Measuring Learning Does Not Improve Learning: Fact Sheet on Bill Clinton's National Testing Plan
The Clinton Administration Proposal
President Clinton is pushing ahead with plans for a national test of students in grade 4 in reading and grade 8 in mathematics. The test is advertised as both measuring basic skills and establishing high standards. The exams will be based on the test frameworks of the National Assessment of Educational Progress (NAEP). The federal government will pay to develop the tests and for the initial administration. After that, states will have to pay for the tests if they want them. Individual results will be reported to parents, while results from states and districts will be made public.
Most of the tests' scores will come from multiple-choice and short-answer questions. Reading will be tested only in English; the math exam will be available in Spanish. Guidelines covering accommodations for special education students will be written. The administration has rejected placing controls on how the tests can be used, saying that is up to states and districts.
Reasons to Oppose the National Testing Proposal
National tests will not help improve U.S. schools. They are an expensive irrelevancy to many real educational needs and will distract attention from developing solutions to real problems. By focusing on so-called "basic skills," they will reinforce low-quality standards, curriculum and instruction that fail to engage and challenge students. In short, Clinton's tests will hurt, not help, efforts to improve U.S. schools.
The national testing proposal does not help solve fundamental educational problems. The two primary problems with U.S. students' learning are not addressed. First, international and national studies have shown that U.S. students in general do not do well at analysis, synthesis, evaluation, application of knowledge or problem-solving -- that is, at real thinking in subject areas. But a mostly multiple-choice, "basic skills" test will not address this problem. Indeed, for most students a lack of basic skills in reading and computation is not the problem.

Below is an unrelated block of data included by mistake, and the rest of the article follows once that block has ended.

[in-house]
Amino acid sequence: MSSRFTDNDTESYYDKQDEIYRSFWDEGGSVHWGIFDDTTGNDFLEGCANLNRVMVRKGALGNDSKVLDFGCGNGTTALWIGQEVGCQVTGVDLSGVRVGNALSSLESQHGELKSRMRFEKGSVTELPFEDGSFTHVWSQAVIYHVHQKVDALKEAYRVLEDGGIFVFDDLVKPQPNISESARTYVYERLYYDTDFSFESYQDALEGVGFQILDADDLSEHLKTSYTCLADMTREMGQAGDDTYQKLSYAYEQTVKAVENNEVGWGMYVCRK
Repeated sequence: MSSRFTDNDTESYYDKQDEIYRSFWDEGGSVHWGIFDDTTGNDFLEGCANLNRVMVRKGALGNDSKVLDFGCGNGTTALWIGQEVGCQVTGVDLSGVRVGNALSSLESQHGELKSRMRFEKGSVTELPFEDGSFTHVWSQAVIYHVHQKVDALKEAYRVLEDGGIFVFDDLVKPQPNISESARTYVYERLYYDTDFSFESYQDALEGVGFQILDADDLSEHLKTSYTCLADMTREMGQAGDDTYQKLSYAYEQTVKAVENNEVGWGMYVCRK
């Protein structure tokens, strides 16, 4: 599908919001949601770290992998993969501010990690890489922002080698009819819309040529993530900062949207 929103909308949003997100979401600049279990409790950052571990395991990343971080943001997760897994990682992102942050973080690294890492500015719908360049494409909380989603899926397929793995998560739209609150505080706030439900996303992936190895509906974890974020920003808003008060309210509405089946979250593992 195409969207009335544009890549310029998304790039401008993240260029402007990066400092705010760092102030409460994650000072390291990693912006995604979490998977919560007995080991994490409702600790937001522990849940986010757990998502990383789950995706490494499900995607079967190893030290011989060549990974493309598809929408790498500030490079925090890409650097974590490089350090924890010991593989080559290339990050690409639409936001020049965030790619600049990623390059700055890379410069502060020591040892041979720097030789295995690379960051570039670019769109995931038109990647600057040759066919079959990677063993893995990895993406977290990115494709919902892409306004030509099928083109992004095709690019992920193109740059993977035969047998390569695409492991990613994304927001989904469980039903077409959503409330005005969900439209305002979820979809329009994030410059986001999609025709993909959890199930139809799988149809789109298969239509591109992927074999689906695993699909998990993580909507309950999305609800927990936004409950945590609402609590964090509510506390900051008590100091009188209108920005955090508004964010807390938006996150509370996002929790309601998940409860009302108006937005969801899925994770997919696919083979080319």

In the most recent international assessment of reading at grade three, U.S. students came in second out of 32 countries, and eighth-graders finished fifth. Fourth-graders therefore would also probably score well. But for those students who do have trouble learning to read, a grade 4 test will not be much help -- it is too late. In math, U.S. students score in the middle, next to nations such as Germany. The major weakness is with more advanced thinking and using knowledge -- which will not be tested. The solution to this basic problem is developing curriculum and instruction that fosters thinking and problem-solving by all students, and assessments to match -- not administering Clinton's tests.
Second, about one third of U.S. students, disproportionately from low-income families and children of color, receive a really inadequate education. We know this from the more than 100 million standardized tests our children now take each year. Their schooling is already dominated by teaching to "basic skills" tests. Adding one more such test will not solve this problem, any more than previous testing did. Instead, the focus on testing distracts attention from solutions that might actually work.